A fisherman in a kayak prepares to buy bait at the newly
reopened Rod and Reel Pier in Anna Maria.
MIKE FIELD | SUN
ANNA MARIA – Without fanfare, the Rod and Reel restaurant opened its doors to the public on Friday, Feb. 7, for the first time since a fire damaged it four months ago.
The fire, which started near the stove, produced thick smoke, but few flames, as it burned inside the walls, but the damage was just part of the reason it took so long to get it back into shape.
“The reason it took so long was it had to be brought up to 2010 code,” said assistant manager Ted Pasquantonio. “That’s why almost everything in there is new.”
The stove was on, and the staff was anxious and glad to be back to work as customers came in and ordered breakfast.
Charlene and Rick Doll, of Anna Maria, were the first customers through the door. Rick had the first cup of coffee and after breakfast, they went downstairs to the redesigned bar and had the first beer.
Becca and Tom Lieb, from Philadelphia, were glad it reopened before they left for home.
“One reason we come to the Island is the Rod and Reel Pier,” said Becca Lieb. “We’re leaving today and we’ve been coming here for the past four years.”
Manatee County Sheriff’s Deputy Gary Sellitto was there when the dining room filled with smoke. He inspected the facility at that point and when he saw smoke in the kitchen, he asked the customers to leave. For his actions, the Sheriff’s Office named him its deputy of the month for October.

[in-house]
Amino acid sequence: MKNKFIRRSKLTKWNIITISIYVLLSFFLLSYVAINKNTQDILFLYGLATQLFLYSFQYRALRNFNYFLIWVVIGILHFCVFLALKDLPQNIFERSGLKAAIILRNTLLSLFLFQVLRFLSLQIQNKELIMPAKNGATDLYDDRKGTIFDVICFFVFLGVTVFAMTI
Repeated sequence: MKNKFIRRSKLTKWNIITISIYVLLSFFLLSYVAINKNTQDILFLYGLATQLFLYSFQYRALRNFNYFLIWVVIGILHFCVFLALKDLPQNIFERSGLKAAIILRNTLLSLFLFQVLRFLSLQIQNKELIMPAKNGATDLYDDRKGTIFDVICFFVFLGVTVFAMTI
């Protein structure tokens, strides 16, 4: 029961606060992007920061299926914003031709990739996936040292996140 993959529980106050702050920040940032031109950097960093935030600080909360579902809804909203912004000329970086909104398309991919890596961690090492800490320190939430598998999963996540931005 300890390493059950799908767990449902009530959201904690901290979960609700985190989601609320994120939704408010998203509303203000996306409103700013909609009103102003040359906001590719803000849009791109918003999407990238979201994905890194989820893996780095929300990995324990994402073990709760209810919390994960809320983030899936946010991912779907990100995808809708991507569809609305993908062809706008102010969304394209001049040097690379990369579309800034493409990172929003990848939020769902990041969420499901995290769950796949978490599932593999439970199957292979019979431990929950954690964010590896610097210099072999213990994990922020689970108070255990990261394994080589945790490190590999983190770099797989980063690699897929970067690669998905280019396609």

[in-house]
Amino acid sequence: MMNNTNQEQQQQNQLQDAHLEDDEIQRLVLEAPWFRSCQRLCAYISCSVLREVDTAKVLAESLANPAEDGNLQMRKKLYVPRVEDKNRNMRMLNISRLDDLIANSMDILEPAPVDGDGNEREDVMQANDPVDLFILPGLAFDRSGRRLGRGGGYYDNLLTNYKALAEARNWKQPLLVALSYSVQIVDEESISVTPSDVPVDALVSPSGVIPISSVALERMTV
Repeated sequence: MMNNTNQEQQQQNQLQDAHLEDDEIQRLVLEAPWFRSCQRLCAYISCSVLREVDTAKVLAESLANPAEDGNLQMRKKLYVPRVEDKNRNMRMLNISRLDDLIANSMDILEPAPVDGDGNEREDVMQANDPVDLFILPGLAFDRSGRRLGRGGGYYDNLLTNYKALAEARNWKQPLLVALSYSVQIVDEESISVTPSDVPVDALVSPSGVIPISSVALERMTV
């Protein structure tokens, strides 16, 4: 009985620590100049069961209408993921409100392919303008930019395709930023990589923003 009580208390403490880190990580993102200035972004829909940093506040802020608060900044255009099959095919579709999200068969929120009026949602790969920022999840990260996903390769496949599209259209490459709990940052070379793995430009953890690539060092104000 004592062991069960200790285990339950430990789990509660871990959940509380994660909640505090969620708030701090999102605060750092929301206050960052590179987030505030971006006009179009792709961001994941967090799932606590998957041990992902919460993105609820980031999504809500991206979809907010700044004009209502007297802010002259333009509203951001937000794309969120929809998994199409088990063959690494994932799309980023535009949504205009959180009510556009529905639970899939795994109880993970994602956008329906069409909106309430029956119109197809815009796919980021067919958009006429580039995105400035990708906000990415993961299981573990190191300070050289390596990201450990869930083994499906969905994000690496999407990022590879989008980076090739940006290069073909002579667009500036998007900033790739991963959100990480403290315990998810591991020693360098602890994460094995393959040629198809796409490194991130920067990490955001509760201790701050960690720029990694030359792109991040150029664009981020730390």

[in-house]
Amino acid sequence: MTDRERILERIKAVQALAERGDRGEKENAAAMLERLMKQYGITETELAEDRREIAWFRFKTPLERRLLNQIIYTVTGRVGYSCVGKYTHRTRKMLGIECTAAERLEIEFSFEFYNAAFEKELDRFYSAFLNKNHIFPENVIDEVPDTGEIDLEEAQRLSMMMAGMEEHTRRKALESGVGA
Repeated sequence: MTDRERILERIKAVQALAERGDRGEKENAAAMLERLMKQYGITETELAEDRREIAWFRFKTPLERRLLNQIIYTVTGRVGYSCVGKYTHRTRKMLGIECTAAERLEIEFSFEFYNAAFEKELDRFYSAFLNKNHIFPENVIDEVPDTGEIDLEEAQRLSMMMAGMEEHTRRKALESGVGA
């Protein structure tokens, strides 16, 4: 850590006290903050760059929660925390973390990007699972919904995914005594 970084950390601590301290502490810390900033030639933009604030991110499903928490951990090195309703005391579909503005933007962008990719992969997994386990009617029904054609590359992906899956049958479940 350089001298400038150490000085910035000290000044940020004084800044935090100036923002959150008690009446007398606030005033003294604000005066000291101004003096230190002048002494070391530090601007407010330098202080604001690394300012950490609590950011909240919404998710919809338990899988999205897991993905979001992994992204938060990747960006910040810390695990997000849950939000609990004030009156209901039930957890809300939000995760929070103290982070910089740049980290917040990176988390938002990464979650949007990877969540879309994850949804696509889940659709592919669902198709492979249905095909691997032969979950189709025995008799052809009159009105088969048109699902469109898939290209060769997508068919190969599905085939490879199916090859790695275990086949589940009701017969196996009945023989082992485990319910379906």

He returned for breakfast Friday.
“It’s a big improvement over the old one,” he said. “I’m glad it’s the same format as the old one, but they had to make changes to meet the code.”
Marie Marsh, from Marion, Ohio, was the last customer to leave the restaurant, and she returned Friday for breakfast and to check out the new interior.
“This is a new beginning, a new chapter,” she said. “I’m glad it’s still here.”
Marsh and her family have been coming to the Island for 34 years, and they always ate at the Rod and Reel when they came, she said.
Jerry Hill, from Indiana, ate breakfast also. He has been coming to the Island for several years.
“I enjoyed the meal this morning and I’m glad it’s open,” he said.
After the fire, J&J Graphics owner Joan Carter drew up a T-shirt design using the one the restaurant uses for its shirts. She added funny descriptions to the food on the logo in the theme of the fire, for instance, “roasted oysters” instead of “fried,” and “scorched jalapeno peppers” instead of “hot.” She made an agreement with All Island Denominations to give the proceeds, after her expenses, to them to help the employees, who were suddenly put out of work, with their expenses. She said to-date, the blue colored shirts have raised $15,000 for the cause, and she still has shirts in stock in all sizes. Kandy Kerekes, of Three Island Monkeys in Island Sun Plaza is also selling shirts.
“I’m going to print more and sell them through the first week of March,” she said. “After that, they become collector’s items.”
Carter said people have been very generous in buying the shirts, which are available for a $20 donation.
“I had one man who wanted a shirt in a different color, so I printed it for him, and he got one for his wife,” she said, “After I gave them to him, he gave me a check for $1,000.”